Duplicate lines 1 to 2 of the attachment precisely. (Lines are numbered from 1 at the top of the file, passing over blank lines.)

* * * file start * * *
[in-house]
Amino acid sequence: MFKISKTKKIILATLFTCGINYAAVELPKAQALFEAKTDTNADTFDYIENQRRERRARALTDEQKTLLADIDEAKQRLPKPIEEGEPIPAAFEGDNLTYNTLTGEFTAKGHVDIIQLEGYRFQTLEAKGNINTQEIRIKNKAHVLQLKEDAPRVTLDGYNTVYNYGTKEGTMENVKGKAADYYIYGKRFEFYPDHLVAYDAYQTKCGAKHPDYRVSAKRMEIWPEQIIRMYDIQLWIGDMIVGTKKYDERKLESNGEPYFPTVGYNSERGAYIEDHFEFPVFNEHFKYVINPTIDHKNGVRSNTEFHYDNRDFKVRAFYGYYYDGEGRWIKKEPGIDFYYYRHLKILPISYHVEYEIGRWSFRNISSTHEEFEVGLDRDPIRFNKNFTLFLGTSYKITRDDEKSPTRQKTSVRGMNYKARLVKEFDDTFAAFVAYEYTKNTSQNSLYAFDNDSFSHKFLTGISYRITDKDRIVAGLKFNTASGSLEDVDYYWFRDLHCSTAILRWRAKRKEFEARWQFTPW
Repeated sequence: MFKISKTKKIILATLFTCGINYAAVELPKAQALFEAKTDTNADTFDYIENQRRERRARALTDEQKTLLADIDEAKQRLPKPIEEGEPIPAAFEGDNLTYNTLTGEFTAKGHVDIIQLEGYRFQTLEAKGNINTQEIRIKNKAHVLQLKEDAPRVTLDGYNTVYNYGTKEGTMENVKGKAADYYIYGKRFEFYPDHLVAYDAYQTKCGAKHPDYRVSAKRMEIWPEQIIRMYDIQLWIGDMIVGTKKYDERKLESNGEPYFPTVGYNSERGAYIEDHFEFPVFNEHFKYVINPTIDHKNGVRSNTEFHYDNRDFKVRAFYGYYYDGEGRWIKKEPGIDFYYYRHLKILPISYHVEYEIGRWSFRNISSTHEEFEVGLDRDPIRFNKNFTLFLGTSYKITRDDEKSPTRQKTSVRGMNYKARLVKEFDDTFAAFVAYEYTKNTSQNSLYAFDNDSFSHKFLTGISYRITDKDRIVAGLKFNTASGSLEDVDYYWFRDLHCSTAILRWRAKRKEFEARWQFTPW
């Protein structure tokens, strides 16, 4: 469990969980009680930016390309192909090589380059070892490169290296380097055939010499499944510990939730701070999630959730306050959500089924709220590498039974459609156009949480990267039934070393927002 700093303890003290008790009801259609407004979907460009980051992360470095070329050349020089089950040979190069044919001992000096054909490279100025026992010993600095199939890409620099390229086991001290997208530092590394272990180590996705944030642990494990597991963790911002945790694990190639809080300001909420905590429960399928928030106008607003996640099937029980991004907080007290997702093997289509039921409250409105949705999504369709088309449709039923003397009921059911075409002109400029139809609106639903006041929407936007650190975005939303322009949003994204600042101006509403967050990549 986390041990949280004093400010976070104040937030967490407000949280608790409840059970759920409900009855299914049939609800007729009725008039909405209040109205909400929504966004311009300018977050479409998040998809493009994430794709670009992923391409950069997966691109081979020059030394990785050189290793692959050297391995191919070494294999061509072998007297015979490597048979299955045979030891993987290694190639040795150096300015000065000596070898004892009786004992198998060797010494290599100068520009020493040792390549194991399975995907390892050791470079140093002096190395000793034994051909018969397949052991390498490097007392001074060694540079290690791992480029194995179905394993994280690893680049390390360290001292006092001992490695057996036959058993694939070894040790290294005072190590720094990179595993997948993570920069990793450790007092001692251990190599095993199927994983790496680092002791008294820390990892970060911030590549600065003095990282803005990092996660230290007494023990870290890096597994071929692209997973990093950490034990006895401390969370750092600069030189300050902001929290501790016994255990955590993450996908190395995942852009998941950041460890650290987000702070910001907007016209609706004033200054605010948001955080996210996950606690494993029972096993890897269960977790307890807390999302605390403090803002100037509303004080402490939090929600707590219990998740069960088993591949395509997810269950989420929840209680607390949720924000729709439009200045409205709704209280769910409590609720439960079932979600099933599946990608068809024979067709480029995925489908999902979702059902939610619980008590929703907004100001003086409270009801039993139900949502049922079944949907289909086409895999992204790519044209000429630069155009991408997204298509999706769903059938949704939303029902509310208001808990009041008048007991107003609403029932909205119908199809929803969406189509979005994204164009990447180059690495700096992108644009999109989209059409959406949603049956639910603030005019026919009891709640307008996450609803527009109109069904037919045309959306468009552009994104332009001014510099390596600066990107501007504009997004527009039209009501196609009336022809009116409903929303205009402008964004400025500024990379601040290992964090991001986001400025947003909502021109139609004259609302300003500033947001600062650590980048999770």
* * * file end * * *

[in-house]
Amino acid sequence: MFKISKTKKIILATLFTCGINYAAVELPKAQALFEAKTDTNADTFDYIENQRRERRARALTDEQKTLLADIDEAKQRLPKPIEEGEPIPAAFEGDNLTYNTLTGEFTAKGHVDIIQLEGYRFQTLEAKGNINTQEIRIKNKAHVLQLKEDAPRVTLDGYNTVYNYGTKEGTMENVKGKAADYYIYGKRFEFYPDHLVAYDAYQTKCGAKHPDYRVSAKRMEIWPEQIIRMYDIQLWIGDMIVGTKKYDERKLESNGEPYFPTVGYNSERGAYIEDHFEFPVFNEHFKYVINPTIDHKNGVRSNTEFHYDNRDFKVRAFYGYYYDGEGRWIKKEPGIDFYYYRHLKILPISYHVEYEIGRWSFRNISSTHEEFEVGLDRDPIRFNKNFTLFLGTSYKITRDDEKSPTRQKTSVRGMNYKARLVKEFDDTFAAFVAYEYTKNTSQNSLYAFDNDSFSHKFLTGISYRITDKDRIVAGLKFNTASGSLEDVDYYWFRDLHCSTAILRWRAKRKEFEARWQFTPW